“You don't just submit an application and hope for the best. It needs to be an all out, multi-pronged and sustained assault,” says Eliot Hirsch, AdYapper’s CEO and one of its three co-founders. He and his team found out this week that they’d been accepted to TechStars NYC’s 2013 class and Hirsch insists it wasn’t luck that got them there. Of the 1,700 applicants this year, only 11 made the cut, which works out to an acceptance rate of 0.6 percent.
Getting his ad transparency startup through the door was no easy task and, in fact, Hirsch and his team were so aware of the probability of not making it that they prepared for that scenario. Having bootstrapped for more than a year before and recently closing a bridge round funded by some Chicago angels, TechStars, mentors, friends and family, the AdYapper guys were ready to keep doing it themselves, if it came to that.
After several years in the advertising industry, Hirsch (a UX designer) recognized the inefficiencies in terms of transparency, data and time—as well as the money lost as a result. He teamed up with Wojo Wietecha, now CTO, who previously founded one of Poland’s largest social networks, then one of its largest ad networks. They were joined by SVP of Media Products Kal Patel, a former startup founder and senior executive at large brands. Hirsch describes Patel as “a light of positivity that never, ever goes out.”
Together, these three built AdYapper, a platform that gives regular people a way to give direct feedback on the ads they see. On the flip side, advertisers can receive and interpret huge quantities of real-time data, enabling them to identify and avoid waste.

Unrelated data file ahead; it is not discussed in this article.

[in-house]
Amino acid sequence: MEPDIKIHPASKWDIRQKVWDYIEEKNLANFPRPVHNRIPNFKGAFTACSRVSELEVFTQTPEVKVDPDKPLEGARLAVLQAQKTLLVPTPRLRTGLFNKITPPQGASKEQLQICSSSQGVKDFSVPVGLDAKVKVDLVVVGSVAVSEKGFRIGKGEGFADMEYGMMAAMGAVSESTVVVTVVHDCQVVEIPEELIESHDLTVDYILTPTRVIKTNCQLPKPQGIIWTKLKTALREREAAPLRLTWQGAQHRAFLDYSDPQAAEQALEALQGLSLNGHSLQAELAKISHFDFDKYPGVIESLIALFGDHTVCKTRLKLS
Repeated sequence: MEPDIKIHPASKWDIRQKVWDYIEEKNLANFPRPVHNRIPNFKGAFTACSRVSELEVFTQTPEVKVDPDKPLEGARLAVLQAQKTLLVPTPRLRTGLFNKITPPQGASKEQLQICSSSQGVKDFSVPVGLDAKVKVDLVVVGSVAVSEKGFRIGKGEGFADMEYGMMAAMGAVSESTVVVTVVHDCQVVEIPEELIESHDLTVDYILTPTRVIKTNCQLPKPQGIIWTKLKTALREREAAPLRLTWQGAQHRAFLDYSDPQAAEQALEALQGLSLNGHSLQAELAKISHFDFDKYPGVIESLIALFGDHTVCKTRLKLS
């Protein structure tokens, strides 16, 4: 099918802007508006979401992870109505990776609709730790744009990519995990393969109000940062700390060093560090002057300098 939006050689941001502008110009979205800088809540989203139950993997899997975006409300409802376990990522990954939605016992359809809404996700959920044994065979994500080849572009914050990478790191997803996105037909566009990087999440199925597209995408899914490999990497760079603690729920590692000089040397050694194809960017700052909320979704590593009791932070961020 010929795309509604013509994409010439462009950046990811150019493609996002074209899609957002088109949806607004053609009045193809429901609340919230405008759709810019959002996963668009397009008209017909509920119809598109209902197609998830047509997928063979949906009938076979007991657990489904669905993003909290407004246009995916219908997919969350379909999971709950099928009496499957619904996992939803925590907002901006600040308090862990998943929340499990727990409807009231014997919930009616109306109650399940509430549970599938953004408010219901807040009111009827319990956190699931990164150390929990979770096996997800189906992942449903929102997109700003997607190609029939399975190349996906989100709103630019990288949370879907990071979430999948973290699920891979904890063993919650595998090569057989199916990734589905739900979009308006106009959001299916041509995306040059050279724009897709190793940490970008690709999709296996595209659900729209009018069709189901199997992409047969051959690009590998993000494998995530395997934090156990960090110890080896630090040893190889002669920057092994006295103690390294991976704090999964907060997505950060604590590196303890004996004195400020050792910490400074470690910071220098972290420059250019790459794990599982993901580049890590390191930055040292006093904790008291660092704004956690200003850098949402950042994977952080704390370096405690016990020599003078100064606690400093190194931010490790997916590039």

“People can choose to dine in a restaurant, or stay home and have a healthy meal. People can not choose to see ads,” Hirsch says, when asked why he and his team decided to give people a voice in this regard. “It's a ubiquitous medium that impacts everyone regardless of who they are.”
Getting the product up and running was one thing, but making it to TechStars was quite another. At first, Hirsch was not even sure it was the right move for them. “It’s always unnerving going into unknown situations, or scenarios where you might not be in full control of your destiny,” he says. After extensive research on what the program offered and assurances that the environment would not force them to compete with classmates, Hirsch and his team decided to go for it.
“TechStars more often than not bets on the team, not the idea,” Hirsch says. “That means you need to show them you are not only able to create a vision, but can execute like a juggernaut as well.”
According to him, a great team with a failed idea is more valuable than the opposite. Also, alignment on decisions and visions within the team is essential. “If you don't instinctively say "we" for just about everything regarding your team (and it needs to be natural, people can easily see through the BS), you have no chance,” Hirsch says.
For the AdYapper team, applying to TechStars was a goal, but its plans did not center around acceptance. Hirsch, Wietecha and Patel never planned to stop executing—and it seems the TechStars people could see that. Armed with the desire to try, an unfailing faith in each other and the vision to make things happen, the AdYapper team has lived up to its mantra: “You don’t get what you don’t ask for.”